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The Killing Code by Ellie Marney 

Engaging characters, an immersive 1940s wartime setting, and a suspenseful and baffling murder mystery! 

Kathleen Hopper had been the companion, nurse, and maid to terminally-ill Katherine Sutherland, a wealthy young woman her age, for the past four years. The Sutherlands had plucked Kathleen out of grinding poverty, where she had scraped along with her coal miner father, mother, and five siblings to care for their sickly daughter through finishing school at Arlington Hall outside Washington, DC. Everyone, including Katherine, knew she was slowly dying, but rather than give up, she wanted to go out her own way, going to school, and learning, until she was no longer able. 

It was 1942, Arlington Hall was closing for the end of term, and all the girls were returning home, except for Katherine and Kathleen; Katherine’s time was imminent. The government was taking over the property to house the signal intelligence operations and many staff living on site away from prying eyes and ears in DC. Their critical mission was to decrypt the intercepted messages of the enemy. 

Katherine and Kathleen had become like sisters over their years together, so Katherine made provisions for her dear friend and companion for after her death. She knew it wouldn’t work for Kathleen to return to West Virginia when there was so much more she could do anywhere else. On her deathbed, she gifted Kathleen her trunks of expensive clothes, money she’d been setting aside just for this purpose, and her identity papers. She wanted Kathleen to live the life she never would and do it in her place and at her higher station in the society. 

Katherine died that very night. School staff were heading out the door; the military was already moving in. Kathleen was left to make arrangements for Katherine, pack up her remaining effects, and go as quickly as possible. As she made her way down to the first floor, she was stopped by two young women, obviously government staff for the incoming operations. After some questioning, they asked if she would be interested in joining them in the signal intelligence group. With no place else to go, Kathleen accepted, and when asked her name, she answered with her new identity: “Kit” Sutherland. 

The Killing Code was a tense and suspenseful story set during World War II, just outside Washington, DC, on the grounds of a former finishing school for young women. The tension came from several directions: Kit’s constant fear of being unmasked as an imposter, the stress and urgency of codebreaking and the war itself, and a string of gruesome murders perpetrated against young female government workers in DC. In addition, there is a romantic subplot involving two main characters.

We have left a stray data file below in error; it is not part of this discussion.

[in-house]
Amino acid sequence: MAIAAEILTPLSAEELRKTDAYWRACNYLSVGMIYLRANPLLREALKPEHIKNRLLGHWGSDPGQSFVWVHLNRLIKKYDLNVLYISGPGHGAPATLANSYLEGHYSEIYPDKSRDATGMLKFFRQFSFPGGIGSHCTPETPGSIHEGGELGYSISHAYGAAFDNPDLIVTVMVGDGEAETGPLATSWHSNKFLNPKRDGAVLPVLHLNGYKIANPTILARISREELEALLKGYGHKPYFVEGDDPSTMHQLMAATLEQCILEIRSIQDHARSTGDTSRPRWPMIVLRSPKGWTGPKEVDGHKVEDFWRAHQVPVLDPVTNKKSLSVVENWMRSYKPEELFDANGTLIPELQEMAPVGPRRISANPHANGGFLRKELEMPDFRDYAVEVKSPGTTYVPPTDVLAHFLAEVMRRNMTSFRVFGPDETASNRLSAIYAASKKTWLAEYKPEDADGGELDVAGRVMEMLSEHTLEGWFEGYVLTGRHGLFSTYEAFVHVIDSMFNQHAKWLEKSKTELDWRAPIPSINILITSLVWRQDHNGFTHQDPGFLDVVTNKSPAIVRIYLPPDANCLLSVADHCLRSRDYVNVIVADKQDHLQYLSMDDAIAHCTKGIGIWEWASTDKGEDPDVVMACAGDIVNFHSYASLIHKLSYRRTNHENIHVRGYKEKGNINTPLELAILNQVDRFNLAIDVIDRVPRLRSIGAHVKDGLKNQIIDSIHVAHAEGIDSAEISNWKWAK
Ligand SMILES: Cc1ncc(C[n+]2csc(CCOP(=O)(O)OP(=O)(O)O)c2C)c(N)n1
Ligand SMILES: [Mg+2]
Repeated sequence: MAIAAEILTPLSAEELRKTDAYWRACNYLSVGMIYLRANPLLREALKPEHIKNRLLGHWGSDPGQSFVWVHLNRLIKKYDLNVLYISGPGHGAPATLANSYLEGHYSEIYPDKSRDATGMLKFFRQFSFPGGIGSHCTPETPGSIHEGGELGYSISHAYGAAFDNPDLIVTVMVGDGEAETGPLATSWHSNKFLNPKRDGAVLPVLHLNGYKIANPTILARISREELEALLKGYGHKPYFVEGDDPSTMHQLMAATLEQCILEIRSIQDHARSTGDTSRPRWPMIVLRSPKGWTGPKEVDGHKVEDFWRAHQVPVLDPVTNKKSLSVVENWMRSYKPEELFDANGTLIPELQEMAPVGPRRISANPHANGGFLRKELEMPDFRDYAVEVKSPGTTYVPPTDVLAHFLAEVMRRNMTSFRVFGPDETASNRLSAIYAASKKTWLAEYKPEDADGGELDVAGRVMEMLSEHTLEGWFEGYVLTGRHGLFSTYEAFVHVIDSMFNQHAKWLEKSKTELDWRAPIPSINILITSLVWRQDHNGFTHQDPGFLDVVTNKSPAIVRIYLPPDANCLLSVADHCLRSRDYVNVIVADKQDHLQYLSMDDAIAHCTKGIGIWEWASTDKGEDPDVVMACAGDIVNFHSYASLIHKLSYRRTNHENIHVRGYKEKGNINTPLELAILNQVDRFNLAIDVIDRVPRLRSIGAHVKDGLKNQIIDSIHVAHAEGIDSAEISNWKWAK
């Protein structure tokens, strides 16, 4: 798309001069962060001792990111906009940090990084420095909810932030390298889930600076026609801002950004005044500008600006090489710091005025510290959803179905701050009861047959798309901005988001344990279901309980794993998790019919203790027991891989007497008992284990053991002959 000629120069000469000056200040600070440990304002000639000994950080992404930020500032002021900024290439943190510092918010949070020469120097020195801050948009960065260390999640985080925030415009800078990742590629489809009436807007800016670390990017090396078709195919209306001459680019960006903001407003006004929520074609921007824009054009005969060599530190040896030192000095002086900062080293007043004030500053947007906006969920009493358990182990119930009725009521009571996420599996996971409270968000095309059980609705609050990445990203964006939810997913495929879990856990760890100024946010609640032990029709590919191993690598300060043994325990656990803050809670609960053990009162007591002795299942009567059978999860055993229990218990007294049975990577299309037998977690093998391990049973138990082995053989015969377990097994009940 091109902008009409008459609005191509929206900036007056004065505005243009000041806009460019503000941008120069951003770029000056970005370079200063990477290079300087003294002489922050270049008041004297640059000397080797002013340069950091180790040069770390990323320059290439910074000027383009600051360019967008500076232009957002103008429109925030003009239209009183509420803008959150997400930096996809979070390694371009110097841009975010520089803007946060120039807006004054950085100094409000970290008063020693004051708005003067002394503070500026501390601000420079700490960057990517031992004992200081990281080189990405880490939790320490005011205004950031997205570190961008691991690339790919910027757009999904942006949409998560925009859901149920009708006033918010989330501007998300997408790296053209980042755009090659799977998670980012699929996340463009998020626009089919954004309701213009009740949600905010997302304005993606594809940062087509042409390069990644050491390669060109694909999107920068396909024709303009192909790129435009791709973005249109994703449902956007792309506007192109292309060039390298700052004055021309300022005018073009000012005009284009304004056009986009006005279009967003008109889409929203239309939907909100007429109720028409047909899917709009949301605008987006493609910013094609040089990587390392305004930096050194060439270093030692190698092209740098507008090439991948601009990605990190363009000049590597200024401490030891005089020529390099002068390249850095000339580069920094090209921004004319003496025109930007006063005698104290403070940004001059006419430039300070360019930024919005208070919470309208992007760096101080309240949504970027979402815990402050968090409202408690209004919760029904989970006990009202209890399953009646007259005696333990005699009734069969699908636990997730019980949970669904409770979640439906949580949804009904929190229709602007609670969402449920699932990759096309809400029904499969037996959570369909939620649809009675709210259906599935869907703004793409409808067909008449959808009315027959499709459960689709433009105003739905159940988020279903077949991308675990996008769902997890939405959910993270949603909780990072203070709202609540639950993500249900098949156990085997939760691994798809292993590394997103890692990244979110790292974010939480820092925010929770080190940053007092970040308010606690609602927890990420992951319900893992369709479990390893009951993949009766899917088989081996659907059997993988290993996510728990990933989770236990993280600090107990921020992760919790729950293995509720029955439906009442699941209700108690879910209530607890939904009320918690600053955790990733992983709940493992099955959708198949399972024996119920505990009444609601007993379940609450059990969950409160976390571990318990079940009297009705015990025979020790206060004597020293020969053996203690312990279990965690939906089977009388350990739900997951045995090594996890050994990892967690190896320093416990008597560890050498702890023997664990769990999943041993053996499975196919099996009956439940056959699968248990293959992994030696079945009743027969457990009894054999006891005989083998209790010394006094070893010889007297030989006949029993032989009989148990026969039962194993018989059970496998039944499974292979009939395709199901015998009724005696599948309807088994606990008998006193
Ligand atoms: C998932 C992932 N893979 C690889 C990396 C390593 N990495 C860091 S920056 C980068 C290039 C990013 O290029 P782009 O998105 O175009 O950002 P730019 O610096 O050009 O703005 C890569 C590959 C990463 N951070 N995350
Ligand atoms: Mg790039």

The author obviously did a lot of amazing research in crafting the story. There are even quotes from historical figures involved in codebreaking and cryptography heading the chapters, including one from a distant cousin of mine (Colonel Parker Hitt.) I was particularly intrigued by the colossal about-face in the workforce at the time, with women fulfilling positions men had traditionally held. I had never heard about the all-black codebreaking unit working simultaneously with the white unit but segregated from them the entire time. 

The main characters, the core group of women trying to track down the serial killer, come from different backgrounds and circumstances. But I felt the buildup of camaraderie and how they became a family. I liked how they used their knowledge and skills gained at work to profile the murderer and make sense of the information they gathered. They hit some snags along the way in their investigations and relationships, but their perseverance takes them through all roadblocks, much like tackling the Japanese coded messages. 

The author doesn’t keep the women restricted to quarters either. I enjoyed that the investigations took them “off campus,” and we got to experience the world of Washington, DC, during 1940s wartime. Social settings, transportation, telephoning, and clothing are all mentioned, and I felt immersed in the place and time. However, with one of the main characters, a young black woman, the attitudes toward race during those days were also fully displayed. 

With great characters that I could relate to and root for from the beginning, the immersive 1940s wartime setting, and the engrossing and baffling murder mystery, I was glued to this book to the very end. I recommend THE KILLING CODE to readers who enjoy historical mysteries, especially those set in World War II or including codebreaking. 

I voluntarily reviewed this after receiving an Advanced Review Copy from the author or publisher through NetGalley and TBR and Beyond Book Tours.

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